Last month, Colombian lawmakers passed a bill detailing the functioning of the Special Jurisdiction for Peace, a judicial system negotiated with the FARC as part of the peace talks. The bill includes a provision – proposed by supporters of President-elect Iván Duque – that is likely to halt prosecutions of killings by the army and other abuses.
Unless defendants request otherwise, the provision suspends Special Jurisdiction prosecutions of soldiers of the Colombian Armed Forces until the government creates a “special and differentiated process” for them. Congress has a year-and-a-half to pass a bill detailing that process.
Critics have characterized the provision as a distortion of the peace accord – likely to grant more lenient treatment to government soldiers than to FARC fighters. But it’s worse than that. The measure could put prosecutions against army soldiers and officers on complete hold.
Already, judges have moved some cases from the ordinary courts to the Special Jurisdiction. And a bill passed by Congress last November – now under Constitutional Court review—goes much farther. If approved, it will largely stop prosecutions in regular jurisdictions for crimes linked to the armed conflict. Under that bill, ordinary courts cannot, among other activities, issue judgments, or send suspects in such cases to pre-trial detention.
With these changes in place, army generals now under investigation for their brigades’ systematic execution of civilians could slip into a convenient legal limbo. Victims of these killings, committed across Colombia between 2002 and 2008, were recorded as enemies killed in combat, and officers were rewarded for running up the body count. The killings came to be known as “false positives.”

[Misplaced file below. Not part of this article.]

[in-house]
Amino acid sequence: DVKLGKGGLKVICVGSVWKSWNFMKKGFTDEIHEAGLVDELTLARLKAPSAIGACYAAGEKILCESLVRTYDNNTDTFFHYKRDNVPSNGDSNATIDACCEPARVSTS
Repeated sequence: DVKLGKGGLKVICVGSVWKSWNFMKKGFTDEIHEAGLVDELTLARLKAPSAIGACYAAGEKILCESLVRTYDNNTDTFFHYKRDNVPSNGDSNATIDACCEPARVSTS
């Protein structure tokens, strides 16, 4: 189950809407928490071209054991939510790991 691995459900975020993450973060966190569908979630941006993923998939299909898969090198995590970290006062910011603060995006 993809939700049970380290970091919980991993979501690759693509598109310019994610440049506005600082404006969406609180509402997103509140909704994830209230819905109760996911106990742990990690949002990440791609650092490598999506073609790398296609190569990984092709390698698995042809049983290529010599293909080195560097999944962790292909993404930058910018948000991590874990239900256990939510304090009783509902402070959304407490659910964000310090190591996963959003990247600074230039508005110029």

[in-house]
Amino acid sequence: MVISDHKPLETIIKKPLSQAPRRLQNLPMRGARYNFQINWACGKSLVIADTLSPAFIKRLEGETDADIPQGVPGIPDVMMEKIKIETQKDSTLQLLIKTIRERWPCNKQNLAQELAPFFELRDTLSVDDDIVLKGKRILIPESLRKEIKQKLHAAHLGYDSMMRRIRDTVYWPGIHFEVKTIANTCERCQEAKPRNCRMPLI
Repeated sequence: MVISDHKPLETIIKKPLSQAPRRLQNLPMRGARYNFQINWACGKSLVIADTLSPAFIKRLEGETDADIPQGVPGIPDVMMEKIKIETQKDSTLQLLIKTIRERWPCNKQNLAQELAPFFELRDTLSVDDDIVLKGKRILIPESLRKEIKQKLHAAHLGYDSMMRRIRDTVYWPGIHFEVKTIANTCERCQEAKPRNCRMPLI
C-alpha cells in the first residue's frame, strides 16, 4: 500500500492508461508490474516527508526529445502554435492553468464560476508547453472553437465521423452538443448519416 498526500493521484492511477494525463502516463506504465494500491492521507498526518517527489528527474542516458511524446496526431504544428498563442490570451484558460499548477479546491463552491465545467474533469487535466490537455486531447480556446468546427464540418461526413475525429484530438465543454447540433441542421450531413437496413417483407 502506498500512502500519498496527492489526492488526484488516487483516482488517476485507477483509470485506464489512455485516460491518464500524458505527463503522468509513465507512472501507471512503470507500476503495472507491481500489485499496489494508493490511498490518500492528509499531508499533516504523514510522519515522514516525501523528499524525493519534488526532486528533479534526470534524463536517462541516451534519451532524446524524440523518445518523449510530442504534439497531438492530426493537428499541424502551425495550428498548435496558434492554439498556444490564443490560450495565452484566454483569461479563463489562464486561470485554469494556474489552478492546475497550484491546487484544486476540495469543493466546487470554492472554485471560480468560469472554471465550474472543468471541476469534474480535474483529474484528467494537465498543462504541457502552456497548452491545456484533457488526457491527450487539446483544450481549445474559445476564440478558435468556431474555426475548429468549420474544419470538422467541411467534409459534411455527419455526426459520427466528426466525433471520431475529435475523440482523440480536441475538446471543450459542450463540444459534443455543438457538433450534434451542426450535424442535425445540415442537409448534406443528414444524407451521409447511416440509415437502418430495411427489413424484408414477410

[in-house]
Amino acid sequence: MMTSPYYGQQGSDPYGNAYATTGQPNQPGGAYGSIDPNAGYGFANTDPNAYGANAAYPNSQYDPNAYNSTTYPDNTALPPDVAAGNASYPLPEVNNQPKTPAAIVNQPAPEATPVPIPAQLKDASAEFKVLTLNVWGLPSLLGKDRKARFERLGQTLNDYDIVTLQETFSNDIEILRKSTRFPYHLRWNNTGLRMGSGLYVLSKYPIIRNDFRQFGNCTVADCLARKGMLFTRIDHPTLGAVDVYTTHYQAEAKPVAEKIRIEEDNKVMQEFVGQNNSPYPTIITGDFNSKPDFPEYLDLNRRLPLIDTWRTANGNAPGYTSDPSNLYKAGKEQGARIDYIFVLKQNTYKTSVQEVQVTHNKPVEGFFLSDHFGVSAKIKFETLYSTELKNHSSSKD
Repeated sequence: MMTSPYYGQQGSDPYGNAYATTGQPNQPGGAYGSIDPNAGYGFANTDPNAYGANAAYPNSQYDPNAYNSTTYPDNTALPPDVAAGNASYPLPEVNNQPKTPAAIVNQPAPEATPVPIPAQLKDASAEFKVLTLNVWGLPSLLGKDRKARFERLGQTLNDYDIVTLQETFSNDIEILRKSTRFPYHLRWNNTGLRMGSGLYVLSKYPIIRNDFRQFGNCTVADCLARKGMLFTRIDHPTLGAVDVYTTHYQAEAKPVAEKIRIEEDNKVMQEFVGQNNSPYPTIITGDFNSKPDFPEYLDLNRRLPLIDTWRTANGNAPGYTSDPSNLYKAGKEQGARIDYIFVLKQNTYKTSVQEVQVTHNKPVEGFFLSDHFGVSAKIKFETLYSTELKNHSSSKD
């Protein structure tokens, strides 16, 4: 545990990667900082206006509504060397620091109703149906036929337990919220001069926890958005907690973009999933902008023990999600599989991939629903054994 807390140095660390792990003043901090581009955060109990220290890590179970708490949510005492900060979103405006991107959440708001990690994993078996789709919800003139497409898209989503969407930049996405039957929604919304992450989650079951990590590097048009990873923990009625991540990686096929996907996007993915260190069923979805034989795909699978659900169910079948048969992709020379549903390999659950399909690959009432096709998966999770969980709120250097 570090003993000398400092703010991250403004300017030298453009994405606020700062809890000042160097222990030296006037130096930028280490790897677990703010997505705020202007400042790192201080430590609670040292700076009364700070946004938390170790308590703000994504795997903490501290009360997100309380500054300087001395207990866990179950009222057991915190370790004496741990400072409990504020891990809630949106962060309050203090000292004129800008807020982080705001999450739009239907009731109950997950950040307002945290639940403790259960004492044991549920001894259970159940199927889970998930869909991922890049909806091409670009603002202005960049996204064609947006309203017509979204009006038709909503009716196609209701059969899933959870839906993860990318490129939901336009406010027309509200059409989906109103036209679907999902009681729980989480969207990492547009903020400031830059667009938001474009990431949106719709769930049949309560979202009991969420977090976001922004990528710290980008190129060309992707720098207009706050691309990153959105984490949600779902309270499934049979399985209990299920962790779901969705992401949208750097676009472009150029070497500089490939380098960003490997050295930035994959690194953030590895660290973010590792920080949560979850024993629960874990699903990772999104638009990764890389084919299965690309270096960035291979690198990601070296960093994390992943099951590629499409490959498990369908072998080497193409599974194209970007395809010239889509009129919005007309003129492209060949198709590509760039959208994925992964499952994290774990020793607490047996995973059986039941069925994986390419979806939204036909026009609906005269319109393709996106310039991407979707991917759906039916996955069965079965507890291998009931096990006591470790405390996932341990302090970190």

The Office of the Prosecutor of the International Criminal Court (ICC) is monitoring proceedings in these cases and if it determines that national authorities are unwilling or unable to genuinely investigate and prosecute them, it could open an investigation.
While dozens of soldiers have been convicted for false positives, few commanders who led the brigades – and later rose through the military ranks – have been held accountable. No army general has been convicted for these crimes. Many will now benefit from the new rules.
Take, for example, the case of General Mario Montoya Uribe. He commanded the Colombian army between February 2006 and November 2008, when false positives peaked. He has been under investigation by prosecutors in the Colombian justice system at least since 2015. In March 2016, prosecutors summoned him for a hearing at which he was to be charged. But the Attorney General’s Office backed off. Montoya has yet to be charged.
Prosecutors did not lack evidence. Human Rights Watch has presented convincing evidence that Montoya could bear criminal responsibility for the hundreds of killings committed under his watch. Testimony by six army generals strongly suggests that Montoya knew—or should have known—about false-positive killings under his command—and that he took no meaningful measures to stop them. The new legislation will put the proceedings against Montoya in the regular courts on hold.
Or take the case of General Henry William Torres Escalante, the only false-positives prosecution of an army general that has made meaningful progress. In May, a court in Yopal initiated a trial for his role in the killing of Daniel Torres Arciniegas and his son Roque Julio Torres Torres. Troops of the 16th brigade, under General Torres’ watch, murdered the two farmers in Casanare Province in March 2007—and reported them as guerrilla fighters.
The evidence against General Torres was strong. It included soldiers’ testimony that he knew of the killings, as well as documents that strongly suggest he was trying to close investigations against the soldiers involved.
Yet on June 20, a judge decided to transfer the case to the Special Jurisdiction for Peace, which has summoned him to a preliminary hearing. The provision passed by Congress last week would stall the process unless Gen. Torres Escalante requests otherwise.
Victims have waited more than a decade for army commanders to stand trial for murders committed on their watch. The latest changes will only add to the victims’ frustration. They have every reason to wonder if top commanders will ever be held accountable.
Jose Miguel Vivanco is Americas director at Human Rights Watch.